“… thanks for your excellent program …
I have received nothing but compliments … “
Past President, Cole County Historical Society
Compliments are a natural consequence following Mr. Jefferson’s presentations.
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Is he sober, careful, honest, diligent, nearby & republican?

Candidates for the office of Keeper of the Light house at Smith’s point

William Mountague. owns the land adjacent, an Antirepublican therefore inadmissible.
Lancelot L. Edwards. lives near Smith’s Point … is he republican? is he sober? and careful & stationary at his residence?
Thomas Robinson. lives near the place … an old sea-captain … same questions as respecting Edwards
Joseph Jones Monroe … he was known to me about half a dozen years ago. he is republican. I did not think him then a careful man, & the nature of his business (a lawyer) made him not stationary.
Wm. Nelms. lives ¾ of a mile off … republican, honest and diligent. is he also sober?
To Albert Gallatin, December 29, 1803

Patrick Lee’s Explanation
Smart leaders frame the issue then delegate the decision.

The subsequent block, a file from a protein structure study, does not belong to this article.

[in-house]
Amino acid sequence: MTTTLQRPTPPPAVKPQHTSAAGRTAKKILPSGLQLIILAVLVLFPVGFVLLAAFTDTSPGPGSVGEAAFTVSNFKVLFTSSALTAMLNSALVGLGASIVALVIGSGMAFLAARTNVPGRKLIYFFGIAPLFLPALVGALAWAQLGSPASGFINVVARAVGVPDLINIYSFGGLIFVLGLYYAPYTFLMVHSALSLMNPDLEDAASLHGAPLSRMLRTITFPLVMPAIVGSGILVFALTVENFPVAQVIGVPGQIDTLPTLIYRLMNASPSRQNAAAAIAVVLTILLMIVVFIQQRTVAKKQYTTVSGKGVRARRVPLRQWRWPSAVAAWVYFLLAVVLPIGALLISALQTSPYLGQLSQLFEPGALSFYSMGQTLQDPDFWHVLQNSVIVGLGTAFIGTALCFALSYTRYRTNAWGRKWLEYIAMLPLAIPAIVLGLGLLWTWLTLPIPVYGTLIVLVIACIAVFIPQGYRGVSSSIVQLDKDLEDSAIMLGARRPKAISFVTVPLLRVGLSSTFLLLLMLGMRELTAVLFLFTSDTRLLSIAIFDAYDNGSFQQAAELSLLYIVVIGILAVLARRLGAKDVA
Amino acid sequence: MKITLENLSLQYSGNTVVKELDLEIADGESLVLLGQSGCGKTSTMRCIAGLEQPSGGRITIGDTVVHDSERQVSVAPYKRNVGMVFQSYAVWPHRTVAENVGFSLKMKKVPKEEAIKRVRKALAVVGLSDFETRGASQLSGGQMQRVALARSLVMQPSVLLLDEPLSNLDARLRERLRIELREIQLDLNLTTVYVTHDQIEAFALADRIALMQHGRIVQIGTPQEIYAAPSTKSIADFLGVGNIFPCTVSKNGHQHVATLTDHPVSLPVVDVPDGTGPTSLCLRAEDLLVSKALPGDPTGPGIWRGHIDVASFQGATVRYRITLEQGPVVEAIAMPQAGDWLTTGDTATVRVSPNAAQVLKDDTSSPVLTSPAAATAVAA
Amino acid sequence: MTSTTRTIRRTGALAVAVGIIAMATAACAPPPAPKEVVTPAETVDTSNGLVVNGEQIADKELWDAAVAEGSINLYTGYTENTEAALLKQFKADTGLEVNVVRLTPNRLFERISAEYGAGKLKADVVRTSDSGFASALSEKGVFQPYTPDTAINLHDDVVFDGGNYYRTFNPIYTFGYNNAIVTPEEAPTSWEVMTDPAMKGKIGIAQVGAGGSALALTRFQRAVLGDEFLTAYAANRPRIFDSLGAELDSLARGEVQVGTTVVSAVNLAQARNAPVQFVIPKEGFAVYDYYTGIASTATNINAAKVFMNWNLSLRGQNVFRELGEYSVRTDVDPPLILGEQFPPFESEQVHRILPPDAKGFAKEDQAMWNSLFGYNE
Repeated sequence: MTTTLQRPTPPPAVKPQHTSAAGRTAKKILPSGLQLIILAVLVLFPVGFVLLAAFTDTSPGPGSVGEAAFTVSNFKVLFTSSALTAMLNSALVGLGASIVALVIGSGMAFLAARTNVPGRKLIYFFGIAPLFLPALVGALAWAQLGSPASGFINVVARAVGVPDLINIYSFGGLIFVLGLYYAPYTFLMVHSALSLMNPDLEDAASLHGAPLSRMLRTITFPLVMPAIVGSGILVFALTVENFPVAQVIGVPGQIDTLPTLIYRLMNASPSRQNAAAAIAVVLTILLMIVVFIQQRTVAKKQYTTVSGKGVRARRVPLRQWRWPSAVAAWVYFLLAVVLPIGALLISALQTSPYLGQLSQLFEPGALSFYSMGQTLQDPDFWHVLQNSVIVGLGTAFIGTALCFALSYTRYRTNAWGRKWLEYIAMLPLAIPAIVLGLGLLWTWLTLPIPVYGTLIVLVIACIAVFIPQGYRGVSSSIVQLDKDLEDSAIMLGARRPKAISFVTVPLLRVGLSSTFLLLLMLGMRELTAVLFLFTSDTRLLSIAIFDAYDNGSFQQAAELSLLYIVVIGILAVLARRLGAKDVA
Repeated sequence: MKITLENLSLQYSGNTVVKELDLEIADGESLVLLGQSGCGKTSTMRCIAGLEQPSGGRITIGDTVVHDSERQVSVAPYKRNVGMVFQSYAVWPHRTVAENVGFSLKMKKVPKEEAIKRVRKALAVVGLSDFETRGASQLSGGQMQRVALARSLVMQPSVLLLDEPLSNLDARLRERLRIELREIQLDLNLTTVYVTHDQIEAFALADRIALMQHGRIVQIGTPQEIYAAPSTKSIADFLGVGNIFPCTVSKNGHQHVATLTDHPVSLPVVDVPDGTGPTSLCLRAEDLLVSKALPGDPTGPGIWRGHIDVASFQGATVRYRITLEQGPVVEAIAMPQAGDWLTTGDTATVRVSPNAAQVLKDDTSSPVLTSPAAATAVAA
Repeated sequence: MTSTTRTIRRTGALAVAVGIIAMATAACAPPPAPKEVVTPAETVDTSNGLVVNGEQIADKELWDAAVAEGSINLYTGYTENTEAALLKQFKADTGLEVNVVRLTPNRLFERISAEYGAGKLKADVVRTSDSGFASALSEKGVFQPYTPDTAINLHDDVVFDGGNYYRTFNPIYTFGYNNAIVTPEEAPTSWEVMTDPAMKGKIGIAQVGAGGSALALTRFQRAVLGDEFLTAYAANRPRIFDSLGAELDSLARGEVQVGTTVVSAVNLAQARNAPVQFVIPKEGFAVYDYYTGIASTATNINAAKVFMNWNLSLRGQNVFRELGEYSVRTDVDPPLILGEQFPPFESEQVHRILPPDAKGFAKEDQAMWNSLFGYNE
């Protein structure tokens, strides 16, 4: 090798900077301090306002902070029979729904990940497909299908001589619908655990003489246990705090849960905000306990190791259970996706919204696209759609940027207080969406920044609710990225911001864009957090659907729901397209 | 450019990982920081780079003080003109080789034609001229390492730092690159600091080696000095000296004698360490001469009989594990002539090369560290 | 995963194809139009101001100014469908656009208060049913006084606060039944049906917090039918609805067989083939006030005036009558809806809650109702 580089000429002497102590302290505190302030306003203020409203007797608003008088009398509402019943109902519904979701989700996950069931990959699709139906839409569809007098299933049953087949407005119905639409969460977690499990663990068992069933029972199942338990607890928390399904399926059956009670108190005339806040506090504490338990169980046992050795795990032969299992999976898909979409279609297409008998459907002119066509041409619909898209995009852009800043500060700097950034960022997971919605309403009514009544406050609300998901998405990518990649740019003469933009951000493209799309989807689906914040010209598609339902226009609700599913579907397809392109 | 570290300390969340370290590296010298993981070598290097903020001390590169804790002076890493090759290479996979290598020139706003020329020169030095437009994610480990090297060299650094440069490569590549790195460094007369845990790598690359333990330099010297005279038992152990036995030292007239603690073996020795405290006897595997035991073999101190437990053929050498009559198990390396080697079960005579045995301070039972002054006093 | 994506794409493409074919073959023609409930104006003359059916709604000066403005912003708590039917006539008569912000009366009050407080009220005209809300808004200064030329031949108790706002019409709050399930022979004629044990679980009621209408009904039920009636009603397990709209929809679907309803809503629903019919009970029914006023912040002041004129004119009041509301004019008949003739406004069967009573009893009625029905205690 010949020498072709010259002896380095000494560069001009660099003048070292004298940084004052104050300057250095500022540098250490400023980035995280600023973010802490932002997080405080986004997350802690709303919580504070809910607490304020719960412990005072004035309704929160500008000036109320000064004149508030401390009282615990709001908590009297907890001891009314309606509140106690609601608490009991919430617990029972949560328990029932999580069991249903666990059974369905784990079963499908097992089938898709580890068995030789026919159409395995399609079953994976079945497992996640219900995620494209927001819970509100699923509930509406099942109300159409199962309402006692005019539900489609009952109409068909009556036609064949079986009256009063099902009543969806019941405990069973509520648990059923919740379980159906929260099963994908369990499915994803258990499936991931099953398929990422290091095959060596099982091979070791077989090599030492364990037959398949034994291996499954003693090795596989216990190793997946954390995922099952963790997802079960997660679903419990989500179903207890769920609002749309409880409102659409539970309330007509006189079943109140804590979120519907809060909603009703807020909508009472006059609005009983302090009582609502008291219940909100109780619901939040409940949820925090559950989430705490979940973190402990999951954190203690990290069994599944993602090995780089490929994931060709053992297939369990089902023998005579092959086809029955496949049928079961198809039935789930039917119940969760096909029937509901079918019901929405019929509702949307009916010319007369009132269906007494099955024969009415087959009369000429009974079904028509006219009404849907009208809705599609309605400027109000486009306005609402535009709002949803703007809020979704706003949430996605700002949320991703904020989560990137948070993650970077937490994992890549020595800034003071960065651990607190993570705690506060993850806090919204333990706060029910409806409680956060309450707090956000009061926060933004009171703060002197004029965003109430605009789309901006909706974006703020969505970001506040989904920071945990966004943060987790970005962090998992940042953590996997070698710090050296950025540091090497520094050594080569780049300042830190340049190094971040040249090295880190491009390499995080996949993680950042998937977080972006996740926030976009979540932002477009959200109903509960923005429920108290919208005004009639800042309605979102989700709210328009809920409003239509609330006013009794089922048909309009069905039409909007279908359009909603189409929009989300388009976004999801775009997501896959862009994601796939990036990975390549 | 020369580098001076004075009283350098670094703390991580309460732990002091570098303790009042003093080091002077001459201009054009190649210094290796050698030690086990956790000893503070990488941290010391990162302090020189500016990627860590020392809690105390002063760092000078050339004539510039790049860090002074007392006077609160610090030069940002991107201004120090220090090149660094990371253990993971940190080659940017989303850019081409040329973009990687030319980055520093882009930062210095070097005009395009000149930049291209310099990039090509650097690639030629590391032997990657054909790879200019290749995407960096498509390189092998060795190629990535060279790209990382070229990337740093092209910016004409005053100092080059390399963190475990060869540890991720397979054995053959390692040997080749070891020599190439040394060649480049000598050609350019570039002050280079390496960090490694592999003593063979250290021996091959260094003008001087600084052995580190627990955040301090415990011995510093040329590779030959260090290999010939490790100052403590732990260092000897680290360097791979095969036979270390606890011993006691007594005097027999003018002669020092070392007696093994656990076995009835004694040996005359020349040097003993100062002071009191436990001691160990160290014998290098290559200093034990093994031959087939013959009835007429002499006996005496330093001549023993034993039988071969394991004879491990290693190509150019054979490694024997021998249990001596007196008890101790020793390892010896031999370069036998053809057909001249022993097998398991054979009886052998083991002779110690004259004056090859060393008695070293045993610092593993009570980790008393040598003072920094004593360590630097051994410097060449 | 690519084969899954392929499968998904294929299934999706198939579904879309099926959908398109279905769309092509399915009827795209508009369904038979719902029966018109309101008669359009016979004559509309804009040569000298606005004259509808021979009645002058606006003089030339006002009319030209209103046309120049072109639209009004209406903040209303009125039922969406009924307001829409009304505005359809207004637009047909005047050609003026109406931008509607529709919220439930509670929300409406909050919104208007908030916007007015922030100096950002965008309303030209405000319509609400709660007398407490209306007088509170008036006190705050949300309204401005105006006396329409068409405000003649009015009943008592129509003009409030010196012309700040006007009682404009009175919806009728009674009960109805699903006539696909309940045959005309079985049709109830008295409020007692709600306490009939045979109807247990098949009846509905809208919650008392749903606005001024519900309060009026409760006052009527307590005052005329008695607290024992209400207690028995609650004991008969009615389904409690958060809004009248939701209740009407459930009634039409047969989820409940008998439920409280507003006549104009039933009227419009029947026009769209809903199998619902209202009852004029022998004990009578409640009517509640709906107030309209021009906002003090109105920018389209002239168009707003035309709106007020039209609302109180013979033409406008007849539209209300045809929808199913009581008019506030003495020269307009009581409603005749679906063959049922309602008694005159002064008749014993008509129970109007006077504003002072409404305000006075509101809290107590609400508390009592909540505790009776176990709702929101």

The Smith’s Point lighthouse, built in 1802 in the Virginia waters of the Chesapeake Bay, needed a keeper. The President sent five names to his Treasury Secretary and the questions to be answered about each. Qualifications should be:
1. Did he live nearby and would he remain there?
2. Was he a political opponent or friend?
3. Was he honest, reliable, and diligent?
4. Was he sober?

As to being “republican,” Jefferson had these guidelines:
1. He would not appoint anyone who was an active political opponent, an “Antirepublican,” like Montague.
2. Since all appointments prior to 1801 had been Federalists, he looked for opportunities to appoint republicans, for both patronage and political balance.
3. For most appointments, political orientation was not a determing factor, so long as the candidate was not vocal in opposition to the republican cause.